Nor, as Idso’s father Dr. Sherwood Idso points out, is there any doubt in the scientific community that the temperature increase associated with an interglacial period precedes an increase in carbon dioxide concentrations. Ice core data shows this relationship quite clearly and Al Gore’s misrepresentation of this fact, by skewing data in “An Inconvenient Truth” to make it seem that carbon dioxide concentrations have historically caused, rather than followed, temperature changes is one of the more glaring errors in his film.

The core of the alarmists’ claims is that, if left unchecked, increasing carbon dioxide concentrations will magnify this natural warming cycle, with catastrophic consequences to the planet and its eco-systems. In addition to disputing the theory that disastrous warming will, or even can, occur, Craig Idso sees a host of planetary benefits as carbon dioxide concentrations continue to rise.

“The major benefit is an increase in productivity,” he said. “We’ve looked at several thousand experiments and, based on that data, a doubling in carbon dioxide concentrations in the atmosphere will lead to a twenty five to fifty five per cent increase in biomass, or crop yield. And for woody plants, it’s even better. We expect to see a fifty to seventy five percent increase in woody plants. As carbon dioxide concentrations continue to grow, were going to help feed the population of the planet.”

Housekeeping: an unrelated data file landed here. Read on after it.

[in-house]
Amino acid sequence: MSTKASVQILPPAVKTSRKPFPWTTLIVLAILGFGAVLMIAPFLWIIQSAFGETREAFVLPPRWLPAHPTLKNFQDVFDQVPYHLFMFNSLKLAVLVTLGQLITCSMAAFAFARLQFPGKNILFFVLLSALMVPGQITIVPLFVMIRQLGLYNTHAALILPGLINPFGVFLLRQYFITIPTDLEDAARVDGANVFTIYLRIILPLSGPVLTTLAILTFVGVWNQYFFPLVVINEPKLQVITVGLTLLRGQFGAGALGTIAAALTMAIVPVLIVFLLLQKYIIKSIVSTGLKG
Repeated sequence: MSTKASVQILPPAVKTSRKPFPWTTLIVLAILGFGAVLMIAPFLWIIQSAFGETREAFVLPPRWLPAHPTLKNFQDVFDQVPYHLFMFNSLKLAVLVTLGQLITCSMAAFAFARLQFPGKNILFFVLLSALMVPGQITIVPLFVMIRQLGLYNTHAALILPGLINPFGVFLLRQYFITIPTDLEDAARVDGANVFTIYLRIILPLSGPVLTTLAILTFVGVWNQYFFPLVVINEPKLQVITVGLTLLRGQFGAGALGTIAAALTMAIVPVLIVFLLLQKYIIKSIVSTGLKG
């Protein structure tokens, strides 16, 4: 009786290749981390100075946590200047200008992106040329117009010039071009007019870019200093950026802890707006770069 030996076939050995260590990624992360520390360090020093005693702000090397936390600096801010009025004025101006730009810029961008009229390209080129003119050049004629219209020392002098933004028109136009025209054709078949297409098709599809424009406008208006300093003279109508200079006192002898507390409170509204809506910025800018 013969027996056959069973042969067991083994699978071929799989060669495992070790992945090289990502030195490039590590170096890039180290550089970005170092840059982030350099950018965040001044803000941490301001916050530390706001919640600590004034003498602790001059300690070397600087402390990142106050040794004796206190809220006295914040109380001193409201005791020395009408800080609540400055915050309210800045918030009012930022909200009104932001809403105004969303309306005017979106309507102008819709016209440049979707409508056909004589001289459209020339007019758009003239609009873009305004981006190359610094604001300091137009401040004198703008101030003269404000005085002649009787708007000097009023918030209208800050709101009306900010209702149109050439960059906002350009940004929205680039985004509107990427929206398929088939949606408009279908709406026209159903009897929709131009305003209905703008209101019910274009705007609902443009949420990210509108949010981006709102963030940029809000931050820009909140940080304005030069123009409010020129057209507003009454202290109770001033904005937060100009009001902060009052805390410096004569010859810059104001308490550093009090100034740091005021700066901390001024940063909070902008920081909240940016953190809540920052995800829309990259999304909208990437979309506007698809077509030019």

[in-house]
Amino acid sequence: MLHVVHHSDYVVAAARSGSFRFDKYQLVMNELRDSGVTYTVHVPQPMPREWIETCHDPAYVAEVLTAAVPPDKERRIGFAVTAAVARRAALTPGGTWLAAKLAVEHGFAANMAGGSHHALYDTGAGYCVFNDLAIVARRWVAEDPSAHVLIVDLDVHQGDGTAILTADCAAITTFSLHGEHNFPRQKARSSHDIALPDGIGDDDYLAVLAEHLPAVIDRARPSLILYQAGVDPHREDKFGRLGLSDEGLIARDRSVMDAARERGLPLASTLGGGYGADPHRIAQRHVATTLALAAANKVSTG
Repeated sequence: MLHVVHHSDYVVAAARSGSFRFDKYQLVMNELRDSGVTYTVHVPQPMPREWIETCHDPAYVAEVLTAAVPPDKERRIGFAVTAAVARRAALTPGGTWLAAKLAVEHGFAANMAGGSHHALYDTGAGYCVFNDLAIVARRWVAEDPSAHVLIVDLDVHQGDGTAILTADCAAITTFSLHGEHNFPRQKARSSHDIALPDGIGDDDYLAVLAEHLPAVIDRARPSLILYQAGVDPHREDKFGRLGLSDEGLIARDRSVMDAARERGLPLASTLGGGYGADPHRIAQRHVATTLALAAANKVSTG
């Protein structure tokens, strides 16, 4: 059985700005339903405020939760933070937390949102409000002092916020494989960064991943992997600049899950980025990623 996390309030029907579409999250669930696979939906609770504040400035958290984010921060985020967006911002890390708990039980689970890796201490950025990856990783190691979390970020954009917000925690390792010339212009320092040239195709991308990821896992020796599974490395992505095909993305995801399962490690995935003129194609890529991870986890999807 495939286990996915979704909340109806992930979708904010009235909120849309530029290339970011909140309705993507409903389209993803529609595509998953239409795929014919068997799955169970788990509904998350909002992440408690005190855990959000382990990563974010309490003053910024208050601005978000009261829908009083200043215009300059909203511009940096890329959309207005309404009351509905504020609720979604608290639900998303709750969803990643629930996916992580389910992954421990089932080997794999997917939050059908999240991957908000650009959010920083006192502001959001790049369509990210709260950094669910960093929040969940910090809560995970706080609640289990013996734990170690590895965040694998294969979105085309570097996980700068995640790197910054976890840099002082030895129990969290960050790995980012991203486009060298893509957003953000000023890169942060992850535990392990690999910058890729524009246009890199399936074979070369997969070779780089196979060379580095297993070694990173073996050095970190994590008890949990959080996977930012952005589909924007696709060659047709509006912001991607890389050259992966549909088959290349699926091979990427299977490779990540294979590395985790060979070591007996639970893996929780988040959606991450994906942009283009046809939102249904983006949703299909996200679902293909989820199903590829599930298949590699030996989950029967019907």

Studies also show that increasing the amount of carbon dioxide in the atmosphere reduces the amount of water that plants need to grow, an important consideration in those areas of the world where fresh water supplies are scarce. Rising carbon dioxide also helps to minimize the stress on plants, Idso said. For example, a plant can get by with less phosphorous – a vital but sometimes scarce nutrient – when there is more carbon dioxide available.

Idso passion for his area of expertise belies his soft-spoken manner. It’s a passion that is, at least in part, inherited. Dr. Sherwood Idso was one of the first scientists to speak out against popular theories involving disastrous climate change, so his sons grew up immersed in the issue. But it was one particular confrontation, between his father and a certain Senator from the Tennessee that pushed Craig Idso into what has become his life’s work. “What really brought me into the issue was when Al Gore went after my father when [Gore] was in the Senate and he rigged a Senate sub-committee meeting to go after my father and discredit his work,” Idso said.

In addition to serving as chairman of the Center for the Study of Carbon Dioxide and Global Change, Craig Idso is the co-author, along with Dr. Fred Singer, of Climate Change Reconsidered. Published by the Nongovernmental International Panel on Climate Change (NIPCC), an international panel of nongovernment scientists and scholars who study climate change, the comprehensive report is a compendium of data and analysis that serves as a counterweight to the politically driven reports issued by the UN’s Intergovernmental Panel on Climate Change.